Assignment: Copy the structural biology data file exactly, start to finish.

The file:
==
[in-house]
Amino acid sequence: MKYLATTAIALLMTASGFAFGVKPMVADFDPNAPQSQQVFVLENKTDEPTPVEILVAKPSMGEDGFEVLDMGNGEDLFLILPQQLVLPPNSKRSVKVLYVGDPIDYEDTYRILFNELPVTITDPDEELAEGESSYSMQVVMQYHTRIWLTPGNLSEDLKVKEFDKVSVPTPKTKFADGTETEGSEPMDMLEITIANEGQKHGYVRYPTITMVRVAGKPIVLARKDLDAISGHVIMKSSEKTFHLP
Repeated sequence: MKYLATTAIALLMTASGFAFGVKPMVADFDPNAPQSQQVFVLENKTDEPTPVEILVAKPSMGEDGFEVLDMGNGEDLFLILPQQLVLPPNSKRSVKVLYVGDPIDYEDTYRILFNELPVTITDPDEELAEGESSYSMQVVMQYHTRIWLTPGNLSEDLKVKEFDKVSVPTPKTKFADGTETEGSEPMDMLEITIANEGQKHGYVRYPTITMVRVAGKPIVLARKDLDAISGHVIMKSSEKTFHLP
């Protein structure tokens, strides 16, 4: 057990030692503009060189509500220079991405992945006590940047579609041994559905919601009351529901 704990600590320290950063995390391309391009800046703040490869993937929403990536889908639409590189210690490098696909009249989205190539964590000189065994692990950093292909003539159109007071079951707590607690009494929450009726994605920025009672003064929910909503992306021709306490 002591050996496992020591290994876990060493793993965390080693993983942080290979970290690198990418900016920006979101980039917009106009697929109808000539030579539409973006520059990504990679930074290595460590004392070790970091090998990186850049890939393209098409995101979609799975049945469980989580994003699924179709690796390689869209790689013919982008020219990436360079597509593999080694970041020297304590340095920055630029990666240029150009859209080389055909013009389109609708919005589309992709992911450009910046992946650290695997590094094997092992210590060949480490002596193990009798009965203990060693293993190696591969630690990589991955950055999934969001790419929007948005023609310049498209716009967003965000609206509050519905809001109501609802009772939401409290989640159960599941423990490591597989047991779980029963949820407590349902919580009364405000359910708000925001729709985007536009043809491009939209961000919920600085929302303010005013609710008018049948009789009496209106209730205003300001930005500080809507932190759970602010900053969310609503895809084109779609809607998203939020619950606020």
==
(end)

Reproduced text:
[in-house]
Amino acid sequence: MKYLATTAIALLMTASGFAFGVKPMVADFDPNAPQSQQVFVLENKTDEPTPVEILVAKPSMGEDGFEVLDMGNGEDLFLILPQQLVLPPNSKRSVKVLYVGDPIDYEDTYRILFNELPVTITDPDEELAEGESSYSMQVVMQYHTRIWLTPGNLSEDLKVKEFDKVSVPTPKTKFADGTETEGSEPMDMLEITIANEGQKHGYVRYPTITMVRVAGKPIVLARKDLDAISGHVIMKSSEKTFHLP
Repeated sequence: MKYLATTAIALLMTASGFAFGVKPMVADFDPNAPQSQQVFVLENKTDEPTPVEILVAKPSMGEDGFEVLDMGNGEDLFLILPQQLVLPPNSKRSVKVLYVGDPIDYEDTYRILFNELPVTITDPDEELAEGESSYSMQVVMQYHTRIWLTPGNLSEDLKVKEFDKVSVPTPKTKFADGTETEGSEPMDMLEITIANEGQKHGYVRYPTITMVRVAGKPIVLARKDLDAISGHVIMKSSEKTFHLP
């Protein structure tokens, strides 16, 4: 057990030692503009060189509500220079991405992945006590940047579609041994559905919601009351529901 704990600590320290950063995390391309391009800046703040490869993937929403990536889908639409590189210690490098696909009249989205190539964590000189065994692990950093292909003539159109007071079951707590607690009494929450009726994605920025009672003064929910909503992306021709306490 002591050996496992020591290994876990060493793993965390080693993983942080290979970290690198990418900016920006979101980039917009106009697929109808000539030579539409973006520059990504990679930074290595460590004392070790970091090998990186850049890939393209098409995101979609799975049945469980989580994003699924179709690796390689869209790689013919982008020219990436360079597509593999080694970041020297304590340095920055630029990666240029150009859209080389055909013009389109609708919005589309992709992911450009910046992946650290695997590094094997092992210590060949480490002596193990009798009965203990060693293993190696591969630690990589991955950055999934969001790419929007948005023609310049498209716009967003965000609206509050519905809001109501609802009772939401409290989640159960599941423990490591597989047991779980029963949820407590349902919580009364405000359910708000925001729709985007536009043809491009939209961000919920600085929302303010005013609710008018049948009789009496209106209730205003300001930005500080809507932190759970602010900053969310609503895809084109779609809607998203939020619950606020």